Wrap to refocus on resources

25th June 2015

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  • Business & Industry ,
  • Manufacturing ,
  • Electronics ,
  • Food and drink ,
  • Natural resources


George Bagley

Waste advisor Wrap is to refocus its efforts in an attempt to bring about a revolution in resource use, according to a new strategy launched today.

The charity said its work for the next five years will encourage businesses, consumers and governments to challenge the usual approach to consumption, in particular on food and drink, clothing and textiles, and electricals and electronics.

Wrap has selected these areas, as it believes this is where it can have the greatest impact. Together, they account for 25% of the UK's carbon footprint, 80% of its water footprint and 40% of household waste, it said.

It wants the three "r's" traditionally associated with waste management, "reduce, reuse and recycle", to be replaced by:

  • Re-inventing design, production and sale of products.
  • Re-thinking how use and consumption of products.
  • Re-defining what is possible through re-use and recycling.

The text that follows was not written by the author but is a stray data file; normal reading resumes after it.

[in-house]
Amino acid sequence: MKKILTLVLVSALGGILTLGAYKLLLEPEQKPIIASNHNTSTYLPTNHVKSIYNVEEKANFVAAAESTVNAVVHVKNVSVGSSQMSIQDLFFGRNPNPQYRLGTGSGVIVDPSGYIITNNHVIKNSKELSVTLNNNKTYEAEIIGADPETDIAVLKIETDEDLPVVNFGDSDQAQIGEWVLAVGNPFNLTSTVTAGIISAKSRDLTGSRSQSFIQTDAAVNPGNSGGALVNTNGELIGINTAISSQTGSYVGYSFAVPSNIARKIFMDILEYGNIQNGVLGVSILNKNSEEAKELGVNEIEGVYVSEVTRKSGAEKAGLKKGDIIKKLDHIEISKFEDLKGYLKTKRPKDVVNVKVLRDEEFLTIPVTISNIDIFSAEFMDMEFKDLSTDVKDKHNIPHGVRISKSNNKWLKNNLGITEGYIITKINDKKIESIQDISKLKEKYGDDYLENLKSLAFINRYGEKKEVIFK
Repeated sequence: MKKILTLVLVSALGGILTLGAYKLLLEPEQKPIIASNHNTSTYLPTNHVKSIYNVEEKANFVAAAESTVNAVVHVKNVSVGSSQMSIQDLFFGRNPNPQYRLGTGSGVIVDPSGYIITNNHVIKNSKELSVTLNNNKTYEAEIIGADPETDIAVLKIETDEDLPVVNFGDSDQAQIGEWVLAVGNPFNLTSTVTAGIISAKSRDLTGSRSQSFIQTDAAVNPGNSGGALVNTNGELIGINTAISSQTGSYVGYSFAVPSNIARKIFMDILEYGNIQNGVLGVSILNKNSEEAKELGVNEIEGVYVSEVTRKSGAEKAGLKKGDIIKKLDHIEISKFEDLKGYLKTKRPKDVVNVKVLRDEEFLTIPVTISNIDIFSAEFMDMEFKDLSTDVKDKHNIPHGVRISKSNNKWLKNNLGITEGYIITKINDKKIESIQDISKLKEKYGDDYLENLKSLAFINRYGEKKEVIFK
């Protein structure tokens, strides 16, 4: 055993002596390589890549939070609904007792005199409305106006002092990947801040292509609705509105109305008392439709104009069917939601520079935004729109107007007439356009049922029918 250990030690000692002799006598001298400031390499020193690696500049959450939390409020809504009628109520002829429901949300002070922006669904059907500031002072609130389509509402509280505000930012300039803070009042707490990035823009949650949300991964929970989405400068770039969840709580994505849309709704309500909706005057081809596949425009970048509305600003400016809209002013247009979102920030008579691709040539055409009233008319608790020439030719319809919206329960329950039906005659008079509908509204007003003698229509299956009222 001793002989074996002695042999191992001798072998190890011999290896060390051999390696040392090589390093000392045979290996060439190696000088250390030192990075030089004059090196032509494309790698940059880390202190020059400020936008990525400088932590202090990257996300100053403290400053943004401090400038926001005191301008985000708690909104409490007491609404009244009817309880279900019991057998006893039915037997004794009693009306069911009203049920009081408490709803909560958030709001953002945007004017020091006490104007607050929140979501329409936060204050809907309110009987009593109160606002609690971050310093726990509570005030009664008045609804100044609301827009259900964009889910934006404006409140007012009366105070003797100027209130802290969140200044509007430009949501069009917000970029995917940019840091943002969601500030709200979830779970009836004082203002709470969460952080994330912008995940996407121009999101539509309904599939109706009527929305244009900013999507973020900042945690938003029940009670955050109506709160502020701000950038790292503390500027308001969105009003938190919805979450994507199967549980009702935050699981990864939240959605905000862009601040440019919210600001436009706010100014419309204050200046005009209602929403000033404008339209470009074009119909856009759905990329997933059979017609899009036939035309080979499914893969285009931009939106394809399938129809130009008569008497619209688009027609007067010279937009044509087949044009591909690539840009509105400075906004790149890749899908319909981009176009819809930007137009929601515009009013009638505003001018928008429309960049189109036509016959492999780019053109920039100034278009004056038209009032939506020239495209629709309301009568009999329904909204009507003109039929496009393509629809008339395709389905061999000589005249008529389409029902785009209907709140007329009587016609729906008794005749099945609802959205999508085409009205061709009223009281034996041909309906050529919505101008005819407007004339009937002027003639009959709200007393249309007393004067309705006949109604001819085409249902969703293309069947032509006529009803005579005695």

Liz Goodwin, the charity's chief executive, said: "Wrap will continue to operate in the way it always has - starting with the evidence and then working in collaboration between business, governments and consumers to help facilitate and catalyse the change we require to bring about the resource revolution."

Meanwhile, new research has found that reducing resource use has the potential to add £2.9 billion a year to UK GDP. The study, which was commissioned by Veolia by Imperial College London, highlights the economic benefits from following circular economy approaches.

Reprocessing and recycling materials from households, and commercial and industrial sources could be worth £23.7 billion; moving from a products-based to a service-based economy could be worth £3.1 billion; and business savings on landfill tax could be worth £2.3 billion, the research found.

According to the research, around 175,000 jobs will be created by the circular economy, with growth forecast to be strong in the recycling of plastics.

The report's author, Dr Nick Voulvoulis, from the Centre for Environmental Policy at Imperial College London, said: "The report goes beyond resource and energy efficiency; it also includes closing the loop between resource extraction, production, and disposal, moving towards the provisions of services, where materials are valued differently; creating a more robust economy in the process."


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